Nevada County to see major upgrade in emergency medical care
June 18, 2014
Nevada County residents are about to experience one of the biggest upgrades in emergency medical services in decades.
Nevada County Consolidated Fire District and Nevada City and Grass Valley fire departments are awaiting word this month on approval of their application to upgrade to an Advanced Emergency Medical Technician license status, up from the agencies' current basic EMT license.
If their application is approved as expected, Nevada County will become the first in the lower Sierra foothills to move to that level.
"This will fundamentally change the way we do business," said Nevada County Consolidated Fire Capt. Patrick Sullivan, one of six firefighters in the three districts who are already trained as paramedics but who are unable to use their skills in an emergency due to the current license status. "We'll be able to provide a higher level of care for our constituents."
“I live in the community that I work for. I would love to be able to provide the best level of service that I can.”
Nevada City Fire Engineer Kevin Cartzdafner
Advanced EMT certification means that firefighters with paramedic skills who arrive at the scene of a heart attack, drug overdose or diabetic emergency won't have to wait for an ambulance and paramedics to arrive to start an IV, open blocked airways or begin other vital interventions.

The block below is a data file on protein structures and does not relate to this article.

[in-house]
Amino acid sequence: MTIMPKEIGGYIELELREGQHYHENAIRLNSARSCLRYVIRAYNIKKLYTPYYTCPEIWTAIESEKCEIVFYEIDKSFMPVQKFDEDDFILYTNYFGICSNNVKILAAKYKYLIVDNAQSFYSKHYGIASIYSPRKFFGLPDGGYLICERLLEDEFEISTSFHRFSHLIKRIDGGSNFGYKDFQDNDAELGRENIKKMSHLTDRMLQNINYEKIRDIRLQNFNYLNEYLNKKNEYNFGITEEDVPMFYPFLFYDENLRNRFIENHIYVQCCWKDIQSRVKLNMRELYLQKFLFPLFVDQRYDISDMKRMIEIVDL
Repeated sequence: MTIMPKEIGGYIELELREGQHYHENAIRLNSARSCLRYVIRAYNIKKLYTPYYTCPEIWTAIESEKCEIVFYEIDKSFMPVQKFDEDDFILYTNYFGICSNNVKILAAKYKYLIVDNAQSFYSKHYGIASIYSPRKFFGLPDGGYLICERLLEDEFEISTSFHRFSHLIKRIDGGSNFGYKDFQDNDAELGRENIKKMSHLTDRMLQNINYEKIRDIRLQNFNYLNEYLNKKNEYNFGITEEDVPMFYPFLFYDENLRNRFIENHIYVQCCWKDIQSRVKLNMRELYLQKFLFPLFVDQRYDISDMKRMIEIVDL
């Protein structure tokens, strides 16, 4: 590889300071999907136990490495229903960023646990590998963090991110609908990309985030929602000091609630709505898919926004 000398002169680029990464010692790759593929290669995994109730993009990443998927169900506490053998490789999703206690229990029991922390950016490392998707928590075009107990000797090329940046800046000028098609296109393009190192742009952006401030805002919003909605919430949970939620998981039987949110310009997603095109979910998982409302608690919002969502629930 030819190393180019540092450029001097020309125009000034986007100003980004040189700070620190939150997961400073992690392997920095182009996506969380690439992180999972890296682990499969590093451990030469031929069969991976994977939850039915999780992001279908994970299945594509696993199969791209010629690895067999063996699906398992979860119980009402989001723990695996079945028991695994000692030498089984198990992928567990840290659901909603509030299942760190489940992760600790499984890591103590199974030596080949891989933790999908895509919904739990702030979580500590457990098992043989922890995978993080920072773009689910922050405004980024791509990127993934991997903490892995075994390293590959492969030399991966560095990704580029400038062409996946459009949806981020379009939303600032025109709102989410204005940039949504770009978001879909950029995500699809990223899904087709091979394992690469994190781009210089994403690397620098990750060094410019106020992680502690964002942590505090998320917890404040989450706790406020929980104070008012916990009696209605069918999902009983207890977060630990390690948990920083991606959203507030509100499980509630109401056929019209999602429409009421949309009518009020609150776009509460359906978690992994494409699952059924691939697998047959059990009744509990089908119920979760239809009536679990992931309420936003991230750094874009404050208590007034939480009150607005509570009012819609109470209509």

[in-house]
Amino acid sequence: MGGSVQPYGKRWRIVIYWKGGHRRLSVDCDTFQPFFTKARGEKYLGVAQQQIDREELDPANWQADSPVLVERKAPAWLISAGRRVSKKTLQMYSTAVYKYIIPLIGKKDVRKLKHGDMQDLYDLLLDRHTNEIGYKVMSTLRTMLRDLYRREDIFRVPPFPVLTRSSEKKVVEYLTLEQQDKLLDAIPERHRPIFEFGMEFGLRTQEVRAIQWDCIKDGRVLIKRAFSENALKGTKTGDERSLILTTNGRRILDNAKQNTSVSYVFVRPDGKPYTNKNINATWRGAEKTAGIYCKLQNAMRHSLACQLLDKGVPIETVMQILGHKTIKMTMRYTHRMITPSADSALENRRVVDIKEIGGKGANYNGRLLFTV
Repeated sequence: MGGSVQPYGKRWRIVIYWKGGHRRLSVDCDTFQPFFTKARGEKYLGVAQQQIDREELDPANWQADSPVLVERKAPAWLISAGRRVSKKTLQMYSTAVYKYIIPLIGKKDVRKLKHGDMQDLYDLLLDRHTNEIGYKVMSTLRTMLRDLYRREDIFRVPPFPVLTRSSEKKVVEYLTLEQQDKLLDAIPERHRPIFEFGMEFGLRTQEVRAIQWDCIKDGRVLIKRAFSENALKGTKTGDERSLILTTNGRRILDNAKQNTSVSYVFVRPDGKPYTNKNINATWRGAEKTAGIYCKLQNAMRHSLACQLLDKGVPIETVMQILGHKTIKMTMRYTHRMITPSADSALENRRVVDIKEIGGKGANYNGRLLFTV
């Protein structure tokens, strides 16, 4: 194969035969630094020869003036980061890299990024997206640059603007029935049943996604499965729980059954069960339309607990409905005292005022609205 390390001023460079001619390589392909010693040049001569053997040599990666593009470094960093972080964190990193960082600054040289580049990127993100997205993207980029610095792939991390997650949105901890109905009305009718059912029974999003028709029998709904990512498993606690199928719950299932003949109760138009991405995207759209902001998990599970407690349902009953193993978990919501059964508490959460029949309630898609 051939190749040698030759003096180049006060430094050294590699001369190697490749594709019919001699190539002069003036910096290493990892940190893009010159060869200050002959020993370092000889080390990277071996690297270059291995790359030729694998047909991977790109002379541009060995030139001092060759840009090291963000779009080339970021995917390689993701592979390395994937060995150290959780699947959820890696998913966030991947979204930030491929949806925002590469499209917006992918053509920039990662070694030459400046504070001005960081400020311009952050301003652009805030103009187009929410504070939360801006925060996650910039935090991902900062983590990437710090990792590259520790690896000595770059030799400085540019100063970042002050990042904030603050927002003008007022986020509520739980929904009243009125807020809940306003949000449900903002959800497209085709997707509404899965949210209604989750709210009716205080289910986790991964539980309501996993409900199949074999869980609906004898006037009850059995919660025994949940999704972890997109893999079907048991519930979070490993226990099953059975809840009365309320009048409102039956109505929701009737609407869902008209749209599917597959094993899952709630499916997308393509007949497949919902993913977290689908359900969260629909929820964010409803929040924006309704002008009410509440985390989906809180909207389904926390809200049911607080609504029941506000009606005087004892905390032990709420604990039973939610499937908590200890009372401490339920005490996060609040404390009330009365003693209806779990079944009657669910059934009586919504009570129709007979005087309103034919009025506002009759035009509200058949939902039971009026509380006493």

With the three fire districts' current basic EMT license level, even trained paramedic firefighters like Sullivan are barred from using those skills. The exception in Nevada County is Penn Valley and Truckee fire protection districts, which have their own ambulances that offer paramedic-level care to people in emergencies in the back country or Yuba River areas. The need for the upgrade to Advanced EMT is only within the areas covered by Consolidated Fire, Nevada City and Grass Valley.
"I live in the community that I work for," said Nevada City Fire Engineer Kevin Cartzdafner, also trained as a paramedic. "I would love to be able to provide the best level of service that I can.
"A lot of us put ourselves through paramedic school," Cartzdafner added. "It will be a huge benefit not only for the community, but for me personally to be able to use those skills."
Besides Sullivan and Cartzdafner, the following fire personnel are already trained as paramedics and would be able to start work at the Advanced EMT level immediately upon license approval or soon thereafter: Consolidated Fire Capt. Jim Smith; Consolidated Fire Engineers Robert Tellam and Brock Benton; and Grass Valley Firefighter Chris Gregory. In addition, Consolidated Firefighter Cameron Foley and Grass Valley Firefighter Roque Barrera are currently enrolled in paramedic training and would be eligible to operate at the Advanced EMT level upon graduation.
"This will ultimately benefit our patients," said Benton, noting that he and others have worked part-time for ambulance companies to keep their skills fresh. "I live two minutes from the fire station, so I'll be able to help my family, my patients.
"As far as our jobs go, it will make it easier because there will be more hands on (in an emergency interventions)," Benton added. "And I will be able to use skills that I'm not now able to do."
The program won't be universally adopted immediately because only the fire engine crews that have trained paramedics on board will be able to operate on the Advanced EMT level, Sullivan said. But that will change.